Besides the ward rounds and clinics, every Thursday is the operation day. That is all the arranged surgeries will be done on Thursdays and all doctors will participate in it. There will be no ward rounds, no clinics or no other clinical duties except the operations. Doctors in the hospital are capable in doing most kinds of surgeries either in adult patients or in pediatric patients. It is actually quite unexpected that a rural hospital can handle those big surgeries with such limited manpower and resources. But it was because of the limitations, the doctors and nurses there are so well trained to face emergencies and unexpected situations.
For every surgery, there was supposed to be an anesthetist who handles the anesthesia and surgeons who handle the surgery. However one month before our arrival, the only one anesthetist in the hospital was killed in a traffic accident. This news shocked the hospital. Surgeries were once stopped because of lack of anesthetists. Patients who need surgical treatment were all referred to the capital hospital for further management. Nevertheless, most of the patients are poor. They cannot afford the transportation, the accommodation and so on. Therefore they would rather wait in the Chikankata than go to the main hospital. The patient need was so huge but the hospital was still not able to hire another anesthetist. And finally, the doctors decided to resume part of the surgeries. Though they were still not able to perform surgeries that need general anesthesia, the local anesthetic as well as spinal anesthetic surgeries were resumed. The surgeons were also handling the anesthetic part now. Once again, we can see that though doctors in the mission hospital are not working in the optimal environment, they are still trying their best to make the best use of what they have, including the knowledge, the skills, the resources etc., to help.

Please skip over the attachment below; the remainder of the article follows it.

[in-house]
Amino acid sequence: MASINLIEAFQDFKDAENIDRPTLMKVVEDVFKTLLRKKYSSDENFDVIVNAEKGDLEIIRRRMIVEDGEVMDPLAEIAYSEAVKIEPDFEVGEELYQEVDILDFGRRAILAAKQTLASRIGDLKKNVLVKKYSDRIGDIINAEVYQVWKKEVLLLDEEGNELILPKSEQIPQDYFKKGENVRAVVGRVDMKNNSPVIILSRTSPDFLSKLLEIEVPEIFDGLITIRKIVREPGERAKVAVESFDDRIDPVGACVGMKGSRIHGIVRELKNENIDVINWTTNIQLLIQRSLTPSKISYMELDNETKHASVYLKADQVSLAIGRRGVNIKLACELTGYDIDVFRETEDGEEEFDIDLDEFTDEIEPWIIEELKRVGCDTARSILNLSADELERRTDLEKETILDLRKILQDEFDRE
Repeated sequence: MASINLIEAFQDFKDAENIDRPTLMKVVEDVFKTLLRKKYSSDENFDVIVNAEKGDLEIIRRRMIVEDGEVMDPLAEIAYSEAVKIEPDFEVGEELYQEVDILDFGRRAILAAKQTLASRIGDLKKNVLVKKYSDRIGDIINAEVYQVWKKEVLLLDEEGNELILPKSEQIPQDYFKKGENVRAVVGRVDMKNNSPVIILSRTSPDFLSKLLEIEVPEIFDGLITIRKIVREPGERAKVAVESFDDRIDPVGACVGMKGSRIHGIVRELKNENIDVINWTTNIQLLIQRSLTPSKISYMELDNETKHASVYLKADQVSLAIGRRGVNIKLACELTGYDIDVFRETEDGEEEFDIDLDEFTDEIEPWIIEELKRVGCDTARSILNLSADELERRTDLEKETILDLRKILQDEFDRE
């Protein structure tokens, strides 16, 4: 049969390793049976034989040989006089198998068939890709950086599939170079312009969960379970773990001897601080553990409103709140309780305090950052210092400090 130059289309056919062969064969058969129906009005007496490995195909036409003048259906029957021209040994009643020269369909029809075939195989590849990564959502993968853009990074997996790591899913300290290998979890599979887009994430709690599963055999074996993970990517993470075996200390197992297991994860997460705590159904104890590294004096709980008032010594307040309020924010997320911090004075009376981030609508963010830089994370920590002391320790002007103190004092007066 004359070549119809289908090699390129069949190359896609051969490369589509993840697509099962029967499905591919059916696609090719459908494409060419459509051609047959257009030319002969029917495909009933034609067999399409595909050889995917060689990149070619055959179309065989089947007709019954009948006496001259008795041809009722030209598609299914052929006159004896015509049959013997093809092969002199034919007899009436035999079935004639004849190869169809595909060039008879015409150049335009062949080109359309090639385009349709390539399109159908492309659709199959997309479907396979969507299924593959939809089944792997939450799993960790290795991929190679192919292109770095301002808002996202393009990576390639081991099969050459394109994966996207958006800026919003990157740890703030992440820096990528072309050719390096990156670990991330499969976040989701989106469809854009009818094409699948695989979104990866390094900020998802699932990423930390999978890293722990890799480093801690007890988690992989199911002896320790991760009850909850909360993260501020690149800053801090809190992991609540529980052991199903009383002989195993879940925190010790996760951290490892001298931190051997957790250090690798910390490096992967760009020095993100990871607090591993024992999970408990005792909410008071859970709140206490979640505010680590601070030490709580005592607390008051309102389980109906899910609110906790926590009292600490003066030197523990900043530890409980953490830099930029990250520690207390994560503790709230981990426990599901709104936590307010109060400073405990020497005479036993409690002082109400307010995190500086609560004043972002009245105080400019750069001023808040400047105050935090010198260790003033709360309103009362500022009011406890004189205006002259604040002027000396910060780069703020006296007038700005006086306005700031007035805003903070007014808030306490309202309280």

In addition to the usual work inside the hospital, there is a doctor outreach trip every Wednesday. There will be one doctor going out each time and the seven doctors in the Chikankata Mission Hospital will take turns to go. Besides one doctor, there will also be some nurses to help. They will go to the small rural areas around the Chikankata. The aim was to extend their service to those poor people are living around but are not able to afford the transportation expenses to the mission hospital. I have got a chance to follow one doctor outreach trip. Among the four trips in the four weeks of my clinical attachment, this was the only one place the senior doctors recommended. It is because this destination called the Chikani was the nearest one to the hospital. I was expecting an easy journey as it was the closest one but it turns out to be a harsh one. We were asked to gather at 630 in the morning and help packing up materials that might be needed such as medications and bandages. Then we had an almost three hour drive to the Chikani and the road was so bumpy that most of the nurse and I got motion sickness. When we arrived, there was already a long queue waiting for medical consultation. The doctor worked so hard and was working for five hours without any rest to help all the patients before he had time for his lunch. There is great diversity among the severity of the cases. Some are simple uncomplicated cases such as common cold or gastroenteritis while some are worrying cases such as acute asthmatic attack and melanoma. I can see from the eyes of the patients that how thankful they are when the doctor is helping them. This was a really tiring journey but it was surely a meaningful and memorable one.
To conclude my elective attachment in Zambia, I found there are really many poor people in need. Though as a student, I cannot contribute much in terms of medical skills or money, people can still appreciate your caring and love if you have try your best to help. And finally, let me thank for the support and encouragement from the Reaching Out Award again. It is the generous support from the award makes this trip possible and so fruitful. I sincerely hope that other award recipients of this year and also in the coming years also have a great experience and can make the best use of the support.